If no pronouns are offered, refer to the person by name. You may also use the general singular pronoun descriptor “they.”
The Fred Hutch Rainbow Employees for Equity (FHREE) employee resource group has educational resources and guidance on using pronouns in email signatures. Employees may contact FHREE for more information.
Accessibility: Accessibility is the degree to which a product, device, service, or environment is available to as many people as possible, including people with disabilities. Greater accessibility brings benefits to everyone and creates communities that are more inclusive.
White Supremacy: White supremacy is the institutionally enforced system of racism. It is historically based on: 1) the theft and military conquest of native lands of North America; and 2) the economic exploitation of North American land through slavery. Institutional racism/white supremacy is the network of institutional structures, policies and practices that create advantages and benefits for whites, and discrimination, oppression and disadvantage for people of color.
Anti-racist: Being an antiracist begins with understanding the institutional nature of racial matters and accepting that all actors in a racialized society are affected materially (receive benefits or disadvantages) and ideologically by the racial structure. This stand implies taking responsibility for your unwilling participation in these practices and beginning a new life committed to the goal of achieving real racial equality.” (Bonilla-Silva, 2003)
Privilege: Systematic favoring, enriching, valuing, validating and including of certain social identities over others. Individuals cannot “opt-out” of systems of privilege; rather these systems are inherent to the society in which we live.
Identity: Refers to either (a) social category, defined by membership rules and (alleged) characteristic attributes or expected behaviors, or (b) socially distinguishing features a person takes a special pride in or views as unchangeable but socially consequential.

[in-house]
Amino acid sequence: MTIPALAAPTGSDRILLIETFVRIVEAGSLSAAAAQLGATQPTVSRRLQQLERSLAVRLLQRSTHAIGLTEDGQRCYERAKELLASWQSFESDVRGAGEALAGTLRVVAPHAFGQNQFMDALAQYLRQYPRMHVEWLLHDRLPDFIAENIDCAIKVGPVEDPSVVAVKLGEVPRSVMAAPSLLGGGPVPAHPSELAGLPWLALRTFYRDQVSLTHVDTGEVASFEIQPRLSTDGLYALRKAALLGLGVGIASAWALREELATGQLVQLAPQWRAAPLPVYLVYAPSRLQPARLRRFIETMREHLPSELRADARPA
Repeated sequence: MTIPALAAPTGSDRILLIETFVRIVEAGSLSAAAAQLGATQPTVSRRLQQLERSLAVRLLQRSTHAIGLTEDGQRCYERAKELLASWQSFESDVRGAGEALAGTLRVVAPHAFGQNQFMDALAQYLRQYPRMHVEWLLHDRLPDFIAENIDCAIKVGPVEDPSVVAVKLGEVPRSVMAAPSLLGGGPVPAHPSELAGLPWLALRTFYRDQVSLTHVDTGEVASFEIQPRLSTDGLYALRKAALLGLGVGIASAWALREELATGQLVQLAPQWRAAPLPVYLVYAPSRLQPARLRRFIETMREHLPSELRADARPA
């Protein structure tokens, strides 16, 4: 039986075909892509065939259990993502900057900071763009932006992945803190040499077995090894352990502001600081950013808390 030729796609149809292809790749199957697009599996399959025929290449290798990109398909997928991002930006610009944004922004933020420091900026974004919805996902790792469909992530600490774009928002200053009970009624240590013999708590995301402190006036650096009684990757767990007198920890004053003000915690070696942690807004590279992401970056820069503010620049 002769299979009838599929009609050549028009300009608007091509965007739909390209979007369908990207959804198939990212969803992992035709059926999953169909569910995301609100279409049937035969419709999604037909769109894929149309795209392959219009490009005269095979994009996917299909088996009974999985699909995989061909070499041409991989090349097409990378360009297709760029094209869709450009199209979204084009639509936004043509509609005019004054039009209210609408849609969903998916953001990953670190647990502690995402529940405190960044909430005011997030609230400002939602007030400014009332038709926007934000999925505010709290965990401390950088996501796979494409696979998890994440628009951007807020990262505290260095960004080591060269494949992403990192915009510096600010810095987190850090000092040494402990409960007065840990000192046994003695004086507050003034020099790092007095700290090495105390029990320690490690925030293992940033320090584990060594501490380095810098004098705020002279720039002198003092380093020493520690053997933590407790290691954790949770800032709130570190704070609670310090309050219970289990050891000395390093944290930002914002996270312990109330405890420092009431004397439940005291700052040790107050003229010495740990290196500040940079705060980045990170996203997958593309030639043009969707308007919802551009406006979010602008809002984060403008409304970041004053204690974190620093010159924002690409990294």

Diversity: Individual and social (group) differences that contribute to dynamic relationships and interactions. Understanding each individual is unique and recognizing our individual differences. Encompasses acceptance and respect.
Equity: Belief that people have basic needs that should be fulfilled; rewards should be spread evenly across the Community; and that policy should be directed with impartiality, fairness, and justice towards these ends. Creation of opportunities for historically underrepresented and currently marginalized populations to have equal access to and participate fully in educational programs and other offerings that are capable of closing the gap in experience and achievement.
Inclusion: The act of creating involvement, environments and empowerment in which any individual or group can be and feel welcomed, respected, supported, and valued to fully participate. An inclusive and welcoming climate with equal access to opportunities and resources embrace differences and offers respect in words and actions for all people.
Taken from various sources. By the nature of the document, it is not complete and should not be considered comprehensive.
Indian Country faces higher risks, lack of resources in COVID-19 figh
ABC News, April, 3 2020
Early Data Shows African Americans Have Contracted and Died of Coronavirus at an Alarming Rate
ProPublica, April, 3, 2020
Health professionals warn of ‘explosion’ of coronavirus cases in minority communities
Politico, April, 6,2020
Communities of Color at Higher Risk for Health and Economic Challenges due to COVID-19
Kaiser Family Foundation, April, 7, 2020
The coronavirus is infecting and killing black Americans at an alarmingly high rate
The Washington Post, April, 7,2020